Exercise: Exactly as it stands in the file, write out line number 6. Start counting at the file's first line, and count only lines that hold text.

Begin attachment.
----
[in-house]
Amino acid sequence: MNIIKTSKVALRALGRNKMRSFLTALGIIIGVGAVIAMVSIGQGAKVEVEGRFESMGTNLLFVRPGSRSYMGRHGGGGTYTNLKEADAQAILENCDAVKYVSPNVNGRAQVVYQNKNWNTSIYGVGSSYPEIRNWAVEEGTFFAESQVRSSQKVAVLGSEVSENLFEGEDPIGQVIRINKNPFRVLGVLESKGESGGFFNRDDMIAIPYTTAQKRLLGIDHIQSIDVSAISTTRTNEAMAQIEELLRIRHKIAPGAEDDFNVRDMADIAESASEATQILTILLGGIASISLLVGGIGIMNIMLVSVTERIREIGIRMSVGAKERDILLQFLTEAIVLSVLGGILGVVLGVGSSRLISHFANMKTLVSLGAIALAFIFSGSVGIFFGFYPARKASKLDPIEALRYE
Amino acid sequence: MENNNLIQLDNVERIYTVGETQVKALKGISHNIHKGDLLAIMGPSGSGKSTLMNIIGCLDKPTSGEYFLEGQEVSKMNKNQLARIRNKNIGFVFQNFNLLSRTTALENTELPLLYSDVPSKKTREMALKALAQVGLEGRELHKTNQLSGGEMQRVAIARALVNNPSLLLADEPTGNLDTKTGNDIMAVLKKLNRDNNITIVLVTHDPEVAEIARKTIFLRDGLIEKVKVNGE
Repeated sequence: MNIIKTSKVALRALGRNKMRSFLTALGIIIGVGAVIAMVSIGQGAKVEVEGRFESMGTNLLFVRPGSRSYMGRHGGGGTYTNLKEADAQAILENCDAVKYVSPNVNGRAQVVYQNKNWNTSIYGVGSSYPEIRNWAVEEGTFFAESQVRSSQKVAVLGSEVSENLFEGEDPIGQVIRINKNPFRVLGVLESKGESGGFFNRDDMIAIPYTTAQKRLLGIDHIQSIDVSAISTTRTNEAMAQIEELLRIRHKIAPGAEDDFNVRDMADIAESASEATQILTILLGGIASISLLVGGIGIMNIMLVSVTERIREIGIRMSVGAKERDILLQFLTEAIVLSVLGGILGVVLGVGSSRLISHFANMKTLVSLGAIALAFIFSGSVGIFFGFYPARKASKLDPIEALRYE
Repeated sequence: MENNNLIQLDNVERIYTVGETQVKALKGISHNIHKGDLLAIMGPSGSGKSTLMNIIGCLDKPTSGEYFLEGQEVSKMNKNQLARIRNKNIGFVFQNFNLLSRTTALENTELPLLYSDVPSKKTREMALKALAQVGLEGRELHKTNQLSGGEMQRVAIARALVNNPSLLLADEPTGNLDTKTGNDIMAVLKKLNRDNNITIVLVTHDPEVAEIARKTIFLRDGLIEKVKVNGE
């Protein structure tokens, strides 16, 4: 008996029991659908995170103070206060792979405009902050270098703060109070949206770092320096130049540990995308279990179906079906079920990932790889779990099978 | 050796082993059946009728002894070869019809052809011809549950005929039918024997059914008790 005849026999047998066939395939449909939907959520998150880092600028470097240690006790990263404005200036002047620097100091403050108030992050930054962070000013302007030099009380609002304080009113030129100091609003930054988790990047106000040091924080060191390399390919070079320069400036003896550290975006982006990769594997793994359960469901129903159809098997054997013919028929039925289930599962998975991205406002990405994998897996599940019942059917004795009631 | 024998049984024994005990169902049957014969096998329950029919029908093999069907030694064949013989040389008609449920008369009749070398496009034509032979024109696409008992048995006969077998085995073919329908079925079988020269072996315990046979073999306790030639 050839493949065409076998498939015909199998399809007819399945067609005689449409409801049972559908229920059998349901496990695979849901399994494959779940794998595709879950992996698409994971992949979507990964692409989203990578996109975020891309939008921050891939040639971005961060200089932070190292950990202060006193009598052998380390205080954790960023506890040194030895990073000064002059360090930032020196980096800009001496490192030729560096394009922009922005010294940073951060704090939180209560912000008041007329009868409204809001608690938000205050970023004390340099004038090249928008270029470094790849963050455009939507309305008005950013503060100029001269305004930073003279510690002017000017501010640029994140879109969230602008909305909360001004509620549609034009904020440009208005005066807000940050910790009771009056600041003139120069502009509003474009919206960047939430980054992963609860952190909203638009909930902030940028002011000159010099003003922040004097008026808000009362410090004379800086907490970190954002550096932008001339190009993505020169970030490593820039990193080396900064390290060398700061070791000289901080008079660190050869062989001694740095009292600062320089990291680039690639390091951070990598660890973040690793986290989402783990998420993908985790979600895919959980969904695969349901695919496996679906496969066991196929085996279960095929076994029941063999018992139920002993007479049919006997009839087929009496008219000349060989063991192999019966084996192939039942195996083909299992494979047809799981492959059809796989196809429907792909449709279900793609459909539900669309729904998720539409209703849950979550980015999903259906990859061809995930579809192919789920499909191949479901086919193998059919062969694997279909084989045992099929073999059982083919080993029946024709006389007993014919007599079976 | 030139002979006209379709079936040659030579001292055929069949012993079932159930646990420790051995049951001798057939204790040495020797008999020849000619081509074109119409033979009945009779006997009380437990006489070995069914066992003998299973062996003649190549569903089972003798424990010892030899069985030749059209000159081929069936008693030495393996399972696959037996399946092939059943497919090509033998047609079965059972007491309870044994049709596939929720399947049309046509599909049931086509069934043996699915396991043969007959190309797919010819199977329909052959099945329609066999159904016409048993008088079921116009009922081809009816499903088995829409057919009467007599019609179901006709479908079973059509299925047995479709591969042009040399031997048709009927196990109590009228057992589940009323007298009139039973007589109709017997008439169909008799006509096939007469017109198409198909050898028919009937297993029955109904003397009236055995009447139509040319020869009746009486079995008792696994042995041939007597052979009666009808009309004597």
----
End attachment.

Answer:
């Protein structure tokens, strides 16, 4: 008996029991659908995170103070206060792979405009902050270098703060109070949206770092320096130049540990995308279990179906079906079920990932790889779990099978 | 050796082993059946009728002894070869019809052809011809549950005929039918024997059914008790 005849026999047998066939395939449909939907959520998150880092600028470097240690006790990263404005200036002047620097100091403050108030992050930054962070000013302007030099009380609002304080009113030129100091609003930054988790990047106000040091924080060191390399390919070079320069400036003896550290975006982006990769594997793994359960469901129903159809098997054997013919028929039925289930599962998975991205406002990405994998897996599940019942059917004795009631 | 024998049984024994005990169902049957014969096998329950029919029908093999069907030694064949013989040389008609449920008369009749070398496009034509032979024109696409008992048995006969077998085995073919329908079925079988020269072996315990046979073999306790030639 050839493949065409076998498939015909199998399809007819399945067609005689449409409801049972559908229920059998349901496990695979849901399994494959779940794998595709879950992996698409994971992949979507990964692409989203990578996109975020891309939008921050891939040639971005961060200089932070190292950990202060006193009598052998380390205080954790960023506890040194030895990073000064002059360090930032020196980096800009001496490192030729560096394009922009922005010294940073951060704090939180209560912000008041007329009868409204809001608690938000205050970023004390340099004038090249928008270029470094790849963050455009939507309305008005950013503060100029001269305004930073003279510690002017000017501010640029994140879109969230602008909305909360001004509620549609034009904020440009208005005066807000940050910790009771009056600041003139120069502009509003474009919206960047939430980054992963609860952190909203638009909930902030940028002011000159010099003003922040004097008026808000009362410090004379800086907490970190954002550096932008001339190009993505020169970030490593820039990193080396900064390290060398700061070791000289901080008079660190050869062989001694740095009292600062320089990291680039690639390091951070990598660890973040690793986290989402783990998420993908985790979600895919959980969904695969349901695919496996679906496969066991196929085996279960095929076994029941063999018992139920002993007479049919006997009839087929009496008219000349060989063991192999019966084996192939039942195996083909299992494979047809799981492959059809796989196809429907792909449709279900793609459909539900669309729904998720539409209703849950979550980015999903259906990859061809995930579809192919789920499909191949479901086919193998059919062969694997279909084989045992099929073999059982083919080993029946024709006389007993014919007599079976 | 030139002979006209379709079936040659030579001292055929069949012993079932159930646990420790051995049951001798057939204790040495020797008999020849000619081509074109119409033979009945009779006997009380437990006489070995069914066992003998299973062996003649190549569903089972003798424990010892030899069985030749059209000159081929069936008693030495393996399972696959037996399946092939059943497919090509033998047609079965059972007491309870044994049709596939929720399947049309046509599909049931086509069934043996699915396991043969007959190309797919010819199977329909052959099945329609066999159904016409048993008088079921116009009922081809009816499903088995829409057919009467007599019609179901006709479908079973059509299925047995479709591969042009040399031997048709009927196990109590009228057992589940009323007298009139039973007589109709017997008439169909008799006509096939007469017109198409198909050898028919009937297993029955109904003397009236055995009447139509040319020869009746009486079995008792696994042995041939007597052979009666009808009309004597």